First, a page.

May 12, 2008 / by emptywheel


Just Making It Up on Classification

A number of you have pointed to smintheus’ excellent post on Bush’s new classification, Controlled Unclassified Information.

On Friday afternoon, with George Bush in Texas for his daughter’s wedding, the White House finally released its new Executive Branch rules for designating and disseminating what used to be known as "sensitive" information. The most common term in the past for such material has been "Sensitive But Unclassified" (SBU), though there was an alphabet soup of competing classifications in various agencies. In part, the new rules create a uniform standard across the Executive by replacing SBU etc. with a new classification, "Controlled Unclassified Information" (CUI).

The Friday memo states that its purpose "is to standardize practices and thereby improve the sharing of information, not to classify or declassify new or additional information." The initial impetus for change came in a December 2005 memo in which Bush called for a new policy for information sharing between agencies. The alphabet soup of "sensitive" designations too often played into the hands of officials who sought to hoard information rather than to share it.


Though the material to be regulated is nominally "unclassified", this new system is in fact a much more sweeping program for keeping information secret than the ostensibly higher grades of secrecy for "classified" material. And at the same time, the system for designating "unclassified" information is in significant ways far less regulated than for "classified" information. This new memo represents the opposite of reform.

I agree with smintheus that this classification is simply an invitation for bureaucratic games that result in less information sharing rather than more.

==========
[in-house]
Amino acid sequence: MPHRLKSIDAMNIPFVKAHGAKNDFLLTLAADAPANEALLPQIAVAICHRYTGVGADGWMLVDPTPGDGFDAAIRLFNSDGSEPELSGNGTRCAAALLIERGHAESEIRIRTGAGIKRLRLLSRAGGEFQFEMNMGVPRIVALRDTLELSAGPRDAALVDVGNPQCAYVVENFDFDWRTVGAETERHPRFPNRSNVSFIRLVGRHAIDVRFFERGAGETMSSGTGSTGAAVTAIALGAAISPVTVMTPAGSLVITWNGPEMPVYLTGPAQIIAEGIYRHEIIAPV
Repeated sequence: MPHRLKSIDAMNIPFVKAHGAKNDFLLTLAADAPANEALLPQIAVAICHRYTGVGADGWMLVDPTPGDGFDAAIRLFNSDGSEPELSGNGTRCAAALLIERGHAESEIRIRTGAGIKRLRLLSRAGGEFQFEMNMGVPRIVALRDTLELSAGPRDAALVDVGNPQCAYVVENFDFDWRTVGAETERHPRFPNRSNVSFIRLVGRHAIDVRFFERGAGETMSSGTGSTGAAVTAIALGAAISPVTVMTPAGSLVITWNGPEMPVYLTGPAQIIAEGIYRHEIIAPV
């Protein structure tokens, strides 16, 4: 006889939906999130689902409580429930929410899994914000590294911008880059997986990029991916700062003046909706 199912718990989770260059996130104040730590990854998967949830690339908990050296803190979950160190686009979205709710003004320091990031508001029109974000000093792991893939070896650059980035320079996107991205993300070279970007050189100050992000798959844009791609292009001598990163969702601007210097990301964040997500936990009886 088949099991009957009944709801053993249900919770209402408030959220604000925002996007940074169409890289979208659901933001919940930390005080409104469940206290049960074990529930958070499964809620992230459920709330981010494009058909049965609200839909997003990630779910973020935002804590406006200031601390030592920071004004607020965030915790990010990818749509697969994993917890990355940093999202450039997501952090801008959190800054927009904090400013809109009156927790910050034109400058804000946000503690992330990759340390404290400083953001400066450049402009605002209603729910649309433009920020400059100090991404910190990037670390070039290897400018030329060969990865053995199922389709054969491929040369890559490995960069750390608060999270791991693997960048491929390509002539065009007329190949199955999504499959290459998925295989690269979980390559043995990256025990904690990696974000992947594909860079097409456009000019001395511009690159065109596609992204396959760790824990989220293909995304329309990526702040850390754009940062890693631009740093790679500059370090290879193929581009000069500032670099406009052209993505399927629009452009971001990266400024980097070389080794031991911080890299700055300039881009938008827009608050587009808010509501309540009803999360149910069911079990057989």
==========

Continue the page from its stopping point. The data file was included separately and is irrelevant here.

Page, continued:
But at the same time, with the increasing evidence that it doesn’t matter what Bush says the classification guidelines are, key players in his Administration will just do as they please anyway, I’m not sure the CUI is the worst of our worries.

Consider the example offered by Bill Leonard in his statement for Russ Feingold’s April 29 30 [thanks selise] hearing on Secret Law. Leonard focused most of his attention on the improper classification of the Yoo Torture Memo authorizing the military to torture; he offered quite a striking soundbite about the memo:

To learn that such a document was classified had the same effect on me as waking up one morning and learning that after all these years, there is a "secret" Article to the Constitution that the American people do not even know about.

But I found the details of Leonard’s discussion even more interesting. He lists the several ways in which the classification of the memo violates the guidelines for classification (much of which he had already explained–as noted in this post).

  • The original classifier of the memo was not identified
  • The original classifier may not be one of the 4000 people authorized to classify information
  • The memo lacked declassification instructions
  • The memo lacked an explanation for why it was classified
  • The memo did not indicate which portions of the memo were classified and which were unclassified
  • DOD declassified a memo apparently originally classified by DOJ

But it was not just the original classifier and eventual declassifier that violated the written rules on classification. So did Jim Haynes, Alberto Gonzales, and David Addington.

In addition, the memo was addressed to the most senior legal official within the DoD and was reportedly shared with some of the most senior officials in the Executive branch, including the then White House Counsel as well as the then Counsel to the Vice President. Like all people with a security clearance, per the President’s direction in the governing Executive Order, each of these government officials had the affirmative responsibility to challenge the inappropriate classification of information.